I've seen DER MANN and it falls into two interesting areas as regards noir. First, it is in that very early sound period where directors were still adapting to narrative changes brought about by the removal of devices required by silent film. Many early films are combos of the two approaches, and you can see this ground shifting in 1930-31: Bernhardt is about 75% of the way to the type of sound film we view without a second thought. As the writeup notes, he relies on Veidt to carry off some things through visual implication rather than dialogue.
Second, it's in what I'd suggest is the immediate formative period of film noir, where crime acquires a set of visual and narrative "enabling contradictions" that look to remove melodramatic elements from the story and focus it on myriad forms of alienation. In silent films the narrative constraints didn't sufficiently permit the revelation of personality and character via actual dialogue, and hence can't explore the specific details of a character's alienation in a way that highlights perversity or escalating moral or mental deterioration, etc. With sound fully in place by mid-1930, films could start tackling those types of stories and add shadings needed for noir. In '31 you have several films that get us closer to fully-blown noir, such as Siodmak's INQUEST and Duvivier's MOON OVER MOROCCO.
In a slightly different way, THE MAN WHO MURDERED is there as well, though it retains more of the melodramatic elements that would later be reconfigured into gothic and women in distress films which form a major basis of 40s noir. (Dan Hodges might well join us and claim, not without some justification, that THE MAN WHO MURDERED is a woman in distress film. But that form does stem from melodrama and, if one can say it this way, kind of "rejoins" noir after its initial inception in the 30s via the spy noir--which has stronger female characters who often put themselves in danger). 40s women are more individualized, more subject to neuroses that are at least partially their own (as opposed to those imposed upon them, as in the case of THE MAN WHO MURDERED's distressed lady, who is rather non-descript and there largely to create a catalyst for the not-quite-as-shocking-to-us-now notion that some men just really need to be murdered...)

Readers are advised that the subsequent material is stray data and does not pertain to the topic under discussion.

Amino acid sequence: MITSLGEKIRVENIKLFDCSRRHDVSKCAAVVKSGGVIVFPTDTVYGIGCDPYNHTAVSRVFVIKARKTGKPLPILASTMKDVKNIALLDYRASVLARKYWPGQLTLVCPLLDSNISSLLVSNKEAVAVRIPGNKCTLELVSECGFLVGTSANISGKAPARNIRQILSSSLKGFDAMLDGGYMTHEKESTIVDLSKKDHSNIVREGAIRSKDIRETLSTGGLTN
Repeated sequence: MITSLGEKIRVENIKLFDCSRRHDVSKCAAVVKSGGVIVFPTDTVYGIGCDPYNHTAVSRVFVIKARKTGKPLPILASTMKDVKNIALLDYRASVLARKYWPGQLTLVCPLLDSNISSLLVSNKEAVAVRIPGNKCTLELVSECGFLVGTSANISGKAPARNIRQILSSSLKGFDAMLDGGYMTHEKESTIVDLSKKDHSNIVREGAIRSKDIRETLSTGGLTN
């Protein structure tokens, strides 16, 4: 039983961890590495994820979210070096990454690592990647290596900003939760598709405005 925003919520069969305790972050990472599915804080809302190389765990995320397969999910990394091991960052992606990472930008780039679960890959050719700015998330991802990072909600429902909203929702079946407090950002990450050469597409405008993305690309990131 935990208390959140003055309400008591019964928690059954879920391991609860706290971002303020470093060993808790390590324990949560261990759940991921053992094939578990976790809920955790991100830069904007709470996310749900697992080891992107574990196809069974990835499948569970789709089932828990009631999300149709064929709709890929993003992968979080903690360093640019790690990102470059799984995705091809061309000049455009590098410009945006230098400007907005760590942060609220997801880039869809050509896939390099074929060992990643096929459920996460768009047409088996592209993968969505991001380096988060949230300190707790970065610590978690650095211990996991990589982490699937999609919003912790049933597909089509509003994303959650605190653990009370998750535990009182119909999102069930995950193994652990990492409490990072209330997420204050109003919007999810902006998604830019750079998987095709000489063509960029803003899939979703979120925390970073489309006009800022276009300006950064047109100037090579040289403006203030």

THE MAN WHO MURDERED takes place in an exotic locale, which is another general feature of 30s films--much ado about the mysterious, exotic Near and Far East throughout the decade, continuing on into French noir. That shift occurs due to the intersection of crime and decadence, psychological detection and the dangers of alluring flesh, the desirability of chaos and the need to (re-)establish order even in the face of society's glaring shortfalls. As with several other films from '31, THE MAN WHO MURDERED is very close, but its moral ambiguity isn't quite enough to put it over into noir--the film is too steeped in a nineteenth-century morality to capture the underlying squalidity at work in a world that's crossed the line into systematic criminality.
Curt Courant and Jean Renoir at work on LA BETE HUMAINE
The film gets a tangible boost from its highly talented cinematographer, Curt Courant, like many at this time moving from Germany, first in France (where he'd work with Litvak on an early noir, COEUR DE LILAS, in 1932, and Fedor Ozep in the flamboyant AMOK a couple years later, before moving to the UK, where he'd work with Hitchcock on THE MAN WHO KNEW TOO MUCH and, later, with eventual US emigre Bernard Vorhaus on HIDEOUT IN THE ALPS, another version of the "exotic" thriller. He'd return to France in time to lens two poetic realist classics, LA BETE HUMAINE and LE JOUR SE LEVE, the latter taking him deep into what would shortly become recognized as the arsenal of noir visual dynamics. (He also was DP on LA MAISON DU MALTAIS, one of the films in FRENCH 5 1/2--playing in the middle slot of a 30s triple bill which begins with the first noir, LA NUIT DU CARREFOUR).